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Feature Of The Day

(20170629) Today, the research team celebrated the departure of two significant graduates, Silvia Lopez and Aaron Gross, over lunch. Prior to lunch, Silvia gave an outstanding presentation on her thesis proposal, found here.

(20170621) The Research Team has submitted their paper in the NIPS2017 conference, titled "Deep Architectures for Automated Seizure Detection in Scalp EEGs."

Institute for Signal and Information Processing
Joseph Picone
on July 12, 2017 09:17
DARPA has recently make significant investments in this area:

https://techcrunch.com/2017/07/10/darpa-nesd-grants-paradromics/

http://spectrum.ieee.org/the-human-os/biomedical/devices/darpa-wants-brain-implants-that-record-from-1-million-neurons

https://www.forbes.com/sites/zarastone/2017/07/10/darpa-announces-investment-in-a-brain-implant-startup-that-wants-to-be-a-modem-for-the-mind/#4972817279d9

including a project that hopes to provide a brain to speech interface that sounds very interesting (and challenging).

It is interesting they would invest $18M in a startup. That is a pretty serious investment, even for DARPA.

-Joe

Joseph Picone
on July 2, 2017 18:59
I continue to be impressed with how easily you can do some things in Python. I like dictionaries

I have a dictionary that contains:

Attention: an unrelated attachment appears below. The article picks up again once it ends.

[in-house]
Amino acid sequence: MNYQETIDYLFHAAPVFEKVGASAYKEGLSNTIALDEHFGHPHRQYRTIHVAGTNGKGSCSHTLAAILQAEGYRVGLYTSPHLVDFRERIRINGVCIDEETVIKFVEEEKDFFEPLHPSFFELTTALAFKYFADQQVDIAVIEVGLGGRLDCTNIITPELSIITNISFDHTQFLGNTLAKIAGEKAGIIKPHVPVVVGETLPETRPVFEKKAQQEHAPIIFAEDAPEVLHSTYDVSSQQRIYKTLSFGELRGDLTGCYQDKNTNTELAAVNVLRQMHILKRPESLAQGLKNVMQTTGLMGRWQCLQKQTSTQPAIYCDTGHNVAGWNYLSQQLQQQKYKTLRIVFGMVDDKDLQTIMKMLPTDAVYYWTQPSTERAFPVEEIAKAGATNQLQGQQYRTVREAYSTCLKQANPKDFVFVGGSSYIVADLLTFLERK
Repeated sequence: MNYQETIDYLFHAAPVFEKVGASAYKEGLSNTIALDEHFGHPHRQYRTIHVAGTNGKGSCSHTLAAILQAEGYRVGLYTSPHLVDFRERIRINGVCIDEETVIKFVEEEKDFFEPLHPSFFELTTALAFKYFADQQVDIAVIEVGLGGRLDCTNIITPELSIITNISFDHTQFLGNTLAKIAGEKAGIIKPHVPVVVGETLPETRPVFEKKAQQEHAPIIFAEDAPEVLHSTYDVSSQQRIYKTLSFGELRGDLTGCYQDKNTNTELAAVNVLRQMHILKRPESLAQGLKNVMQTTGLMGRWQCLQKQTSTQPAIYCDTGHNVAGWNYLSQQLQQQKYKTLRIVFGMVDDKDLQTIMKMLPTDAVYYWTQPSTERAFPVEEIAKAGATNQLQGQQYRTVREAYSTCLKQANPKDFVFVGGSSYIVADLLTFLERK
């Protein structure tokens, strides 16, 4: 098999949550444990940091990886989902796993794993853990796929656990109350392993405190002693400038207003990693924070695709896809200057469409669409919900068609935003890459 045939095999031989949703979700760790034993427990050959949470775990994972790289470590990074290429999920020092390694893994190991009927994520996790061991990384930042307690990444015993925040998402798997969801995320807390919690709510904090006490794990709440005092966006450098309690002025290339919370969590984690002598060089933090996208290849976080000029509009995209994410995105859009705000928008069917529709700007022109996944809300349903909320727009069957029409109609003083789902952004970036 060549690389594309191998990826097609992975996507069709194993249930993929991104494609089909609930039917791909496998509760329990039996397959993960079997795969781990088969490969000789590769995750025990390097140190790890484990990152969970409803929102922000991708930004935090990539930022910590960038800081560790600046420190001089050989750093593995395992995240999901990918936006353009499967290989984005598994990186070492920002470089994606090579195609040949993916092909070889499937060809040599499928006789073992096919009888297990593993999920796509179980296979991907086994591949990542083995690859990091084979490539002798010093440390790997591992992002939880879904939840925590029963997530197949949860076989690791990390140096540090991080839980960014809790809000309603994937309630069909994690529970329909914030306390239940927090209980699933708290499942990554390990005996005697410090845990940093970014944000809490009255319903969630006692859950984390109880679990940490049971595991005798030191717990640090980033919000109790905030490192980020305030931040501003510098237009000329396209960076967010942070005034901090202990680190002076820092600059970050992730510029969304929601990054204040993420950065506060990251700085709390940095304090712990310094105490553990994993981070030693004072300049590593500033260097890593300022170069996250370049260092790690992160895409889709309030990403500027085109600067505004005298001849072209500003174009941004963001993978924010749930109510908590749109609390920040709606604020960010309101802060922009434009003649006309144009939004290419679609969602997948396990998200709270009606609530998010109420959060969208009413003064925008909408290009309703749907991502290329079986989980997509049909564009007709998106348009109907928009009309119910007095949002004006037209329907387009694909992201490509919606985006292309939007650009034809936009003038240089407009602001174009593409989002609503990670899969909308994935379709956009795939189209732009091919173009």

{a: 1, bb: 9, ccc: 27, dddd: 35, ee: 47}

I want to find the string length of the maximum length key. I could write a loop, check the len of each string and save the maximum.

But here is a really nifty one-liner:

print "length of longest key = ", max(map(len, mydict))

Pretty impressive.

-Joe

Joseph Picone
on June 29, 2017 10:44
Silvia successfully defended her thesis today. Silvia has worked very hard during her time in our lab and was very deserving of this achievement. The presentation she gave today was excellent.

Congratulations to Silvia!

-Joe

P.S. Her thesis materials are at:



Joseph Picone
on June 26, 2017 16:38
For our new students:

Very often, someone refers you to a command, such as nedc_htk_rescore. You want to look at the script, but you really don't know where it is. But it is in your path.

You can do this:

nedc_000_[1]: which nedc_htk_rescore
/data/isip/tools/haswell/nfc/bin/nedc_htk_rescore

Even better, you can combine this with more:

nedc_000_[1]: more `which nedc_htk_rescore`

In our software, we always put the source filename at the top of the file, so this shows:

#!/bin/sh

# file: $(NEDC_NFC)/util/shell/nedc_htk_rescore/nedc_htk_rescore.sh
#

and now you can find the actual location of the source code.

This is one simple way you can quickly come up to speed on a programming environment.

-Joe

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